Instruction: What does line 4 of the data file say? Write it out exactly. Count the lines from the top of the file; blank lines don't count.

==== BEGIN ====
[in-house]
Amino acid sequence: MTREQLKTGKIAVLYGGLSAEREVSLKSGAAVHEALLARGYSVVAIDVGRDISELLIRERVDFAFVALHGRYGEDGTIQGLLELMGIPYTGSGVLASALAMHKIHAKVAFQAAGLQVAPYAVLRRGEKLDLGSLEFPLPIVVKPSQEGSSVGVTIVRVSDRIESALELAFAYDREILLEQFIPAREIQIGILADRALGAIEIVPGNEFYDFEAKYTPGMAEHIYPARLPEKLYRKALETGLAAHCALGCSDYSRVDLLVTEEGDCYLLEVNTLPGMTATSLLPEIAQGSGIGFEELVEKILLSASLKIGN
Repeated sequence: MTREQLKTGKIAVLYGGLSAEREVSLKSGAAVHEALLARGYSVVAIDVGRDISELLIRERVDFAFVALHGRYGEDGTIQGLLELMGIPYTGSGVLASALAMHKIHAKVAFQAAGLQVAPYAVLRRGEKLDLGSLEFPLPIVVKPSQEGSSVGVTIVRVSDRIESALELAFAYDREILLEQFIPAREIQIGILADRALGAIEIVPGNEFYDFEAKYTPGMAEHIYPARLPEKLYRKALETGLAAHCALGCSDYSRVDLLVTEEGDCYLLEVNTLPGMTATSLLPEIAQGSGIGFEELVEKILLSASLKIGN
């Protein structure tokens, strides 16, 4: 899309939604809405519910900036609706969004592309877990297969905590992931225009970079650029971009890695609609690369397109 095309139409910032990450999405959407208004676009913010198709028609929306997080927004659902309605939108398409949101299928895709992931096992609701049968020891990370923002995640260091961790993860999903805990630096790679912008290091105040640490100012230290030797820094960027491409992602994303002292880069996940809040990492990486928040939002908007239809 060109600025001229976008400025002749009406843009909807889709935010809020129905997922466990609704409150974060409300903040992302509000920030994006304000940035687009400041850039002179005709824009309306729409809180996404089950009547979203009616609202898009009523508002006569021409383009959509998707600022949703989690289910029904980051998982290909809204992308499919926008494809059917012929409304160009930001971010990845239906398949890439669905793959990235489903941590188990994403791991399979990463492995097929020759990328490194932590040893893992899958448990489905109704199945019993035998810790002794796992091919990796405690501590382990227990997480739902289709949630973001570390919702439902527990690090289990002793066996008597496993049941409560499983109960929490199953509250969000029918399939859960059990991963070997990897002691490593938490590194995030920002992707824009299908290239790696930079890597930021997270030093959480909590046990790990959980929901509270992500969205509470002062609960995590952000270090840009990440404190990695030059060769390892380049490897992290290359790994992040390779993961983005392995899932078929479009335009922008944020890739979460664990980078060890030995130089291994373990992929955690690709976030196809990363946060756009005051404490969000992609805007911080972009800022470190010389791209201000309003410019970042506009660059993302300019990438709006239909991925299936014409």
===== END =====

């Protein structure tokens, strides 16, 4: 899309939604809405519910900036609706969004592309877990297969905590992931225009970079650029971009890695609609690369397109 095309139409910032990450999405959407208004676009913010198709028609929306997080927004659902309605939108398409949101299928895709992931096992609701049968020891990370923002995640260091961790993860999903805990630096790679912008290091105040640490100012230290030797820094960027491409992602994303002292880069996940809040990492990486928040939002908007239809 060109600025001229976008400025002749009406843009909807889709935010809020129905997922466990609704409150974060409300903040992302509000920030994006304000940035687009400041850039002179005709824009309306729409809180996404089950009547979203009616609202898009009523508002006569021409383009959509998707600022949703989690289910029904980051998982290909809204992308499919926008494809059917012929409304160009930001971010990845239906398949890439669905793959990235489903941590188990994403791991399979990463492995097929020759990328490194932590040893893992899958448990489905109704199945019993035998810790002794796992091919990796405690501590382990227990997480739902289709949630973001570390919702439902527990690090289990002793066996008597496993049941409560499983109960929490199953509250969000029918399939859960059990991963070997990897002691490593938490590194995030920002992707824009299908290239790696930079890597930021997270030093959480909590046990790990959980929901509270992500969205509470002062609960995590952000270090840009990440404190990695030059060769390892380049490897992290290359790994992040390779993961983005392995899932078929479009335009922008944020890739979460664990980078060890030995130089291994373990992929955690690709976030196809990363946060756009005051404490969000992609805007911080972009800022470190010389791209201000309003410019970042506009660059993302300019990438709006239909991925299936014409």